Wednesday, March 16, 2011

Sarasota Half Marathon Recap

A Runner's Ramblings: Volume 6; 7th Edition 
144.1 miles raced in 2011
Race: Sarasota Half-Marathon
Place: Sarasota, FL       
Miles from home: 2386 miles
Weather: 53 degrees; darn near perfect if not for the occasional gusts of wind.

I went for a gorgeous run of mile repeats on a man-made causeway to a spit of an island called Howard Park.  Beautiful and warm sunshine crisped my skin while a cool breeze kept me from overheating.  The run was so wonderful that I thought about doing it the next day even though it was a 30 minute drive from my brother’s house where I was staying. Then a cold storm blew in, as is wont to do in Florida on the Gulf of Mexico and changed my plans.  This storm also significantly affected how well I would run on Sunday at the Sarasota Half Marathon in a positive way.

As I had the previous week prior to the 13.1 Miami Beach, this week I had done a book signing at various locations in the greater Sarasota area.  With no “expo” per se I was able to meet and great many runners who were interested in speaking but not enticed by magnetic holograms which somehow were supposed to help their balance.  The more runners I met, the more times I realized I was hardly the only one doing back to back half marathons.  I guess many Floridians were taking advantage of two top-notch races, taking place just two hours of driving apart, before the crushing heat and humidity of summer in South Florida set in. Everyone was raving about how nice the weather was going to be which, of course, made us all nervous as heck that the weather was going to turn bad.  However, aside from some forecasted wind, nothing looked poor about the next morning’s run whatsoever.

I finished a long day at the running store on the day before the race with a yummy beef lasagna to fuel me up properly for an attempt to run much faster than I had the previous week at the 13.1 Miami Beach. My fantastic friend Shannon was using this race as a tune-up for a marathon run the next weekend at Virginia Beach.  At dinner we were kindly interrupted by a group of people who asked if I was Novak Djokovic. While I can see the resemblance, I think I would have been flattered more by Brad Pitt.  Or maybe if I was depositing Djokovic’s paycheck, then I would be happy. Nevertheless, the good laugh ended a great day as we readied for the race the next morning.

Race Day:

As expected, slightly coolish temps and a slight wind greeted us as we left our hotel. After scouting out city streets prior to the race, I noticed a park about two blocks away from the start line which would allow for easy access to the madness prior to the race and the ability to get out even more easily afterward.  I had been told I could do a book signing after the race and I appreciated the opportunity but sometimes a runner just wants to finish the race and g home to a shower.  And by home I mean “another strange hotel”.  But it’ll do.
Lining up in the starting corral after giving a few encouraging words via the announcer Dave Ragsdale microphone, I noticed the runner who I had used to spur me on in the final miles of the half-marathon last weekend. We reintroduced ourselves and I wished Abidan the best of luck in avenging his loss! I gave some advice to a runner from Michigan named Brad, a youngster who heard my goal for the day was 1:23.  His was the same so we figured we would see a great deal of each other.

As the sole representative of the Achilles Track Club took off just a few minutes prior to the mass field, we all got a little more excited.  I was feeling good and thought that a 3 minute improvement in one week was entirely possible. But one never knows what will happen until they show up.  As I have said many times, you can’t get to the finish line if you don’t show up to the starting line.

Then the gun was fired.

First 7 miles: 6:26, 6:15, 6:17, 6:45, 6:30, 6:10, 6:28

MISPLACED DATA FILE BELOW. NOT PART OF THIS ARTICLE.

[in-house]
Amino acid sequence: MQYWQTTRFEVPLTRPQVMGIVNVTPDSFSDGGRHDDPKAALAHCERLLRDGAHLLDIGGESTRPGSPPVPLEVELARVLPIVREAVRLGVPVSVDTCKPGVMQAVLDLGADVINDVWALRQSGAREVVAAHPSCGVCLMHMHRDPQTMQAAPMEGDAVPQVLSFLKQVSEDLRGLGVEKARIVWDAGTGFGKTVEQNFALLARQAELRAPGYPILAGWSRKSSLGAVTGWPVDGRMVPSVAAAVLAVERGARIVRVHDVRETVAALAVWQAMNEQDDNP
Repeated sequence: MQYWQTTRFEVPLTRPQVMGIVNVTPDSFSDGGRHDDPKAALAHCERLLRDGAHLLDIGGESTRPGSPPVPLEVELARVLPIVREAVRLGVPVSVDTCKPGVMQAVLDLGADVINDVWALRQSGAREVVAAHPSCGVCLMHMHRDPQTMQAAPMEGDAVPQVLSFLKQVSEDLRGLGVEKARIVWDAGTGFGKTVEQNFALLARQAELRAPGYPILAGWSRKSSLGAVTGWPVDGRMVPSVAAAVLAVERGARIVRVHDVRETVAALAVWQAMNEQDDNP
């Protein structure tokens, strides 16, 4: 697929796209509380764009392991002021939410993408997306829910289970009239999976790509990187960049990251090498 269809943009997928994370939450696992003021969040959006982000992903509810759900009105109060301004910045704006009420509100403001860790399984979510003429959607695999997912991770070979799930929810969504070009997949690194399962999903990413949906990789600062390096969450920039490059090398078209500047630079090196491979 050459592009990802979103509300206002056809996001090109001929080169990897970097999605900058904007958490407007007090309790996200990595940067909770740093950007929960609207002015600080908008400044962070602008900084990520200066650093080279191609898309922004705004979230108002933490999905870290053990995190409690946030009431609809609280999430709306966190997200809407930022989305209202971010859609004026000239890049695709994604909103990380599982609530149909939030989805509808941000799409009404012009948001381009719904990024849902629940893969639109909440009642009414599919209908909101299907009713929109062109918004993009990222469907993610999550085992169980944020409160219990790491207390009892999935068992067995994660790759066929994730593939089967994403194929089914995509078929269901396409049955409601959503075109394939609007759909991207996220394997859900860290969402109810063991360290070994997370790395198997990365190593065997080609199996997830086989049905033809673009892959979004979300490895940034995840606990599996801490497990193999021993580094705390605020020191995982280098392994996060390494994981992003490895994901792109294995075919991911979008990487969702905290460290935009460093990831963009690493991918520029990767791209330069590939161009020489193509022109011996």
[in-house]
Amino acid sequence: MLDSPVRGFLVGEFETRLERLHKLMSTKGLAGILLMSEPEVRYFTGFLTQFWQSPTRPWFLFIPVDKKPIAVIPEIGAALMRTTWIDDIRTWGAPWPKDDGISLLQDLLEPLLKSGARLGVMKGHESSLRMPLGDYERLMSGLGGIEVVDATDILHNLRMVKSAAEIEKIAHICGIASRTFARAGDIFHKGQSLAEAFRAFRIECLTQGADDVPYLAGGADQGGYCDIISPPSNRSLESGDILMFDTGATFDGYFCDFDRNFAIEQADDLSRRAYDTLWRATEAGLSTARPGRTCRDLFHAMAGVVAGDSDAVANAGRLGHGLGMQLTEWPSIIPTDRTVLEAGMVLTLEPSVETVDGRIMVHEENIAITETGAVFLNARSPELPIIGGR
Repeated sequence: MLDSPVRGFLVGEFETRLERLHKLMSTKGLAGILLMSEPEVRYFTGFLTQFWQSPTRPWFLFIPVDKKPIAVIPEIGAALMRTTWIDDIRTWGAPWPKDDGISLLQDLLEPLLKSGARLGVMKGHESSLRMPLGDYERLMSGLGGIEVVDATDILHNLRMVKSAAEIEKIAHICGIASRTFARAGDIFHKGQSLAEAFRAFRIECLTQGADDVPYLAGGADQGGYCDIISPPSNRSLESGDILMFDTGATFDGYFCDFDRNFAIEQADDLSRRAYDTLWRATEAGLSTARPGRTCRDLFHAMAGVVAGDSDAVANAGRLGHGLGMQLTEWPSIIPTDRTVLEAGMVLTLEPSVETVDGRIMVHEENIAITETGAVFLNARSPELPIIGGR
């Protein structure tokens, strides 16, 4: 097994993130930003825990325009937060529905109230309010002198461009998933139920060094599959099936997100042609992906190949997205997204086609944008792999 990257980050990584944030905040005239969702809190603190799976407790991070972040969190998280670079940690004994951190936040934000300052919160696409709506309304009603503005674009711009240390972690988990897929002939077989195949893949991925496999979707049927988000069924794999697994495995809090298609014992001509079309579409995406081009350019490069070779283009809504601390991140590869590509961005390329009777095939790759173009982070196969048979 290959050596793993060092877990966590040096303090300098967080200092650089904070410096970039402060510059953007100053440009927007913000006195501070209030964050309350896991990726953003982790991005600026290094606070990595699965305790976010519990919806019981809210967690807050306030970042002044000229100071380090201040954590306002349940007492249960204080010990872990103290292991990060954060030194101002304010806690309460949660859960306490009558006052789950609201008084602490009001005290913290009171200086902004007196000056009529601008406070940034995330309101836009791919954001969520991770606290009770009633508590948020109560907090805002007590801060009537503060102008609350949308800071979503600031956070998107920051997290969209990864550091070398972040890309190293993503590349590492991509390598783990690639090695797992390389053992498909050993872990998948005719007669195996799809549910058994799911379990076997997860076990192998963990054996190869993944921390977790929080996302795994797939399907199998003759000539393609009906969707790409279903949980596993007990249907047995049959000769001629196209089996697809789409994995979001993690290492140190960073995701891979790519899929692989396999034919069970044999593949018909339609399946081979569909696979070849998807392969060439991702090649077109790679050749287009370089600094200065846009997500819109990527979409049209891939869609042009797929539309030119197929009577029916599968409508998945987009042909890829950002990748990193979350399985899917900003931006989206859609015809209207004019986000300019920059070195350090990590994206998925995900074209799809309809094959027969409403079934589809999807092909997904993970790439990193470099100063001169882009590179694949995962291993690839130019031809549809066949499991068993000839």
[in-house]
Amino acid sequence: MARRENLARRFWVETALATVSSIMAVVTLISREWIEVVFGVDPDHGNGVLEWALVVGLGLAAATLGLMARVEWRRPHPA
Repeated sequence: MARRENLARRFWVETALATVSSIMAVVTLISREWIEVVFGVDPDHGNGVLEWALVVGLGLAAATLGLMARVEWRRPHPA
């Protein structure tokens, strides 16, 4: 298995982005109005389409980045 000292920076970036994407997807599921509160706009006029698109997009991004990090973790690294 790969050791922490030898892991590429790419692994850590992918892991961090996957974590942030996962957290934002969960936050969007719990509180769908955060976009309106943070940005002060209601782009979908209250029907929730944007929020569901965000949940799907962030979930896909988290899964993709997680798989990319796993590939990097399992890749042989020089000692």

The course was brand new this year taking runners down to the only bridge and therefore noticeable hill of the entire race would be on portions of miles 2-3 and again on 3-4 when we came back onto the mainland off of Lido Key.  Determined to heed my own advice for once and take the first mile “slow”, I found myself next to a familiar face. Heather Butcher ran near me in last year’s Sarasota Half and we had exchanged pleasantries a few times during that race. We did the same here and stated how the first mile can be ever-so-tricky as runners both experienced and new, try to find the right groove.   I noticed young Brad had put some distance between us so I tried to stay on his tail some.  He mentioned his strategy was to go out faster than the intended pace for the whole race. As he didn’t ask for my opinion on that (“It won’t work.”) I did not give it. I saw the first mile was definitely on the slow side, being almost half a minute slower than last week and decided to use the beginning of the first bridge to start my push.

I was stoked as all get out to run a solid mile uphill in the pace I did and my mile coming back down the bridge on the other side was even better.  The 6:17 is actually a much faster mile as I forgot to hit my watch until a few yards after the aid station. That, of course, means the 6:45 was even slower.  Why was it so slow? Well, for one, we had the bridge again to contend with.  Second, where in the HECK did that wind come from?!

After making the turn on Lido Key, runners were nearly stood up by a stiff breeze off the bay.  I hadn’t even felt a whisper of that pushing us along on the way over so either I am not attuned to my senses or it suddenly whipped up.  In either case, I knew the next mile would be rough and could see runners quickly huddling into packs with the lead runner of each pack taking the brunt of the fury of the wind.

Being a slightly larger runner (roughly 175 lbs) wind doesn’t blow me around as much as some of my wispy friends but I definitely am not a fan of it.  As we began to finally crest the hill I used my strongest suit- downhill running- to my advantage and quickly passed three or four tiring runners.  One I knew was on a relay team and another relayer (whom, if I am not mistaken, I had met the previous day at the book signing) stayed right on my heels.  Slightly poor racing etiquette to draft off of a runner doing twice your distance but oh well. In order to shake any lingering runners, I pushed very hard on the 6th mile and surprised myself with a 6:10. I felt that I still had a chance at 1:24 or under but I needed to get ready to hurt a little more than I wanted to.
After passing the relay exchange station and hitting the straightest portion of the entire course on Tamiami Trail, I began to plan my strategy.

To the Finish: 6:27, 6:20, 6:16, 6:23, 6:16, 6:09, :38